A modular approach toward producing nanotherapeutics targeting the innate immune system

Mandy M.T. van Leent, Anu E. Meerwaldt, Alexandre Berchouchi, Yohana C. Toner, Marianne Burnett, Emma D. Klein, Anna Vera Verschuur, Sheqouia A. Nauta, Jazz Munitz, Geoffrey Prévot, Esther M. van Leeuwen, Farideh Ordikhani, Vera P. Mourits, Claudia Calcagno, Philip M. Robson, George Soultanidis, Thomas Reiner, Rick Joosten, Heiner Friedrich, Joren C. MadsenEwelina Kluza, Roy van der Meel, Leo A.B. Joosten, Mihai G. Netea, Jordi Ochando, Zahi A. Fayad, C. Pérez-Medina, Willem J.M. Mulder, Abraham J.P. Teunissen

Research output: Contribution to journalArticleAcademicpeer-review

7 Citations (Scopus)


Immunotherapies controlling the adaptive immune system are firmly established, but regulating the innate immune system remains much less explored. The intrinsic interactions between nanoparticles and phagocytic myeloid cells make these materials especially suited for engaging the innate immune system. However, developing nanotherapeutics is an elaborate process. Here, we demonstrate a modular approach that facilitates efficiently incorporating a broad variety of drugs in a nanobiologic platform. Using a microfluidic formulation strategy, we produced apolipoprotein A1–based nanobiologics with favorable innate immune system–engaging properties as evaluated by in vivo screening. Subsequently, rapamycin and three small-molecule inhibitors were derivatized with lipophilic promoieties, ensuring their seamless incorporation and efficient retention in nanobiologics. A short regimen of intravenously administered rapamycin-loaded nanobiologics (mTORi-NBs) significantly prolonged allograft survival in a heart transplantation mouse model. Last, we studied mTORi-NB biodistribution in nonhuman primates by PET/MR imaging and evaluated its safety, paving the way for clinical translation.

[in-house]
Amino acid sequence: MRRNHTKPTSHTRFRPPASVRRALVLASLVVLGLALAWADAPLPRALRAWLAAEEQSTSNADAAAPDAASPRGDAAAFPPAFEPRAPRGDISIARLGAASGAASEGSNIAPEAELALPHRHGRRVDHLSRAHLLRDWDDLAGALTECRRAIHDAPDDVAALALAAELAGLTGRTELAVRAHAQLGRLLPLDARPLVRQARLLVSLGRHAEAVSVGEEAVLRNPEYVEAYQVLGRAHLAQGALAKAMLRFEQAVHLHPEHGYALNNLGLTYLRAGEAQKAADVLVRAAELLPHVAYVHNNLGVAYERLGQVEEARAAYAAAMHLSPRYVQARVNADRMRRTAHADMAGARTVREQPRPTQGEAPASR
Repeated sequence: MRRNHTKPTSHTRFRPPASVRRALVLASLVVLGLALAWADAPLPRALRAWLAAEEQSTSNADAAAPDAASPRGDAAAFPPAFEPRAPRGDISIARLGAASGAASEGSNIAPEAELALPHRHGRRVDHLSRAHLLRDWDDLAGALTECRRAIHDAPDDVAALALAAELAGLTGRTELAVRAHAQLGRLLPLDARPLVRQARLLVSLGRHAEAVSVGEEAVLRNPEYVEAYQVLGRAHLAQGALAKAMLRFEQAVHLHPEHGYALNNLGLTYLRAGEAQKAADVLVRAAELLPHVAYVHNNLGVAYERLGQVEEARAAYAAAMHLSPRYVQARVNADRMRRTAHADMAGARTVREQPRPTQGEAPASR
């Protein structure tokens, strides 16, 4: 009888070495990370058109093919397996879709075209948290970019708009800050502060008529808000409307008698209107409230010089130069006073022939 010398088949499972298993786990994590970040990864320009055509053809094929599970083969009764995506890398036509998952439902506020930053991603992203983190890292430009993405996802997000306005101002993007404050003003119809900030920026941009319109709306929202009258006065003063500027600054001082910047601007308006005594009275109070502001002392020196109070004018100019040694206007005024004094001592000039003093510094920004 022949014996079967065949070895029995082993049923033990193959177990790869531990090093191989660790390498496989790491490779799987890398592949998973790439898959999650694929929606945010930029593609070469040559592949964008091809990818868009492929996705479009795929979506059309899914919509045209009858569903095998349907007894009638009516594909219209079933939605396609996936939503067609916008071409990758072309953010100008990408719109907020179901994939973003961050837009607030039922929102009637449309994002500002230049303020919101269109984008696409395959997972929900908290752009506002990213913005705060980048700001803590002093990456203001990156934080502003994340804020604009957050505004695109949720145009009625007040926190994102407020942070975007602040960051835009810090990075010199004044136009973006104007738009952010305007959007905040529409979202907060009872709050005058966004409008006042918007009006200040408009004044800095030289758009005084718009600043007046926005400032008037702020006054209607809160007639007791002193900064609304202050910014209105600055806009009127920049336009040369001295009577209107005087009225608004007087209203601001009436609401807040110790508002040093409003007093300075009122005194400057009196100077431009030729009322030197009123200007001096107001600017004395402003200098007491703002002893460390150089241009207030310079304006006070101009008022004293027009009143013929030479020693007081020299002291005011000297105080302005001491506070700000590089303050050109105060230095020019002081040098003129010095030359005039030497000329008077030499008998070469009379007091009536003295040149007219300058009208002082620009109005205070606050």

Original languageEnglish
Article numbereabe7853
Number of pages13
JournalScience Advances
Issue number10
Publication statusPublished - 5 Mar 2021


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